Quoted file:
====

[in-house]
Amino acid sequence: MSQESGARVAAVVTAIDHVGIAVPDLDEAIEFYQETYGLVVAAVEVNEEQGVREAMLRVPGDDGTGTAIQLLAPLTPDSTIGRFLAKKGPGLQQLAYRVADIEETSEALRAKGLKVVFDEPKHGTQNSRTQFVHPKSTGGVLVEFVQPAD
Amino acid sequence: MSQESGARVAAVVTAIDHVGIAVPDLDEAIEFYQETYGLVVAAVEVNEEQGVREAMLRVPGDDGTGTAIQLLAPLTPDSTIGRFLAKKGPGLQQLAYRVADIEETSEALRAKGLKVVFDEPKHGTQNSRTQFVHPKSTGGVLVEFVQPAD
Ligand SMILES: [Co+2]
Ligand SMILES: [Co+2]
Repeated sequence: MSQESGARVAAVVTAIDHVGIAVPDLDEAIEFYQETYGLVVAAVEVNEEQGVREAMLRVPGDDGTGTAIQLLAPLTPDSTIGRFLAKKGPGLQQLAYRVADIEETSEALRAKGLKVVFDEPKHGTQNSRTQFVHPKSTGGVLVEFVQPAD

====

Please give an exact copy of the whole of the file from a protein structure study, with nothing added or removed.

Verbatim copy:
[in-house]
Amino acid sequence: MSQESGARVAAVVTAIDHVGIAVPDLDEAIEFYQETYGLVVAAVEVNEEQGVREAMLRVPGDDGTGTAIQLLAPLTPDSTIGRFLAKKGPGLQQLAYRVADIEETSEALRAKGLKVVFDEPKHGTQNSRTQFVHPKSTGGVLVEFVQPAD
Amino acid sequence: MSQESGARVAAVVTAIDHVGIAVPDLDEAIEFYQETYGLVVAAVEVNEEQGVREAMLRVPGDDGTGTAIQLLAPLTPDSTIGRFLAKKGPGLQQLAYRVADIEETSEALRAKGLKVVFDEPKHGTQNSRTQFVHPKSTGGVLVEFVQPAD
Ligand SMILES: [Co+2]
Ligand SMILES: [Co+2]
Repeated sequence: MSQESGARVAAVVTAIDHVGIAVPDLDEAIEFYQETYGLVVAAVEVNEEQGVREAMLRVPGDDGTGTAIQLLAPLTPDSTIGRFLAKKGPGLQQLAYRVADIEETSEALRAKGLKVVFDEPKHGTQNSRTQFVHPKSTGGVLVEFVQPAD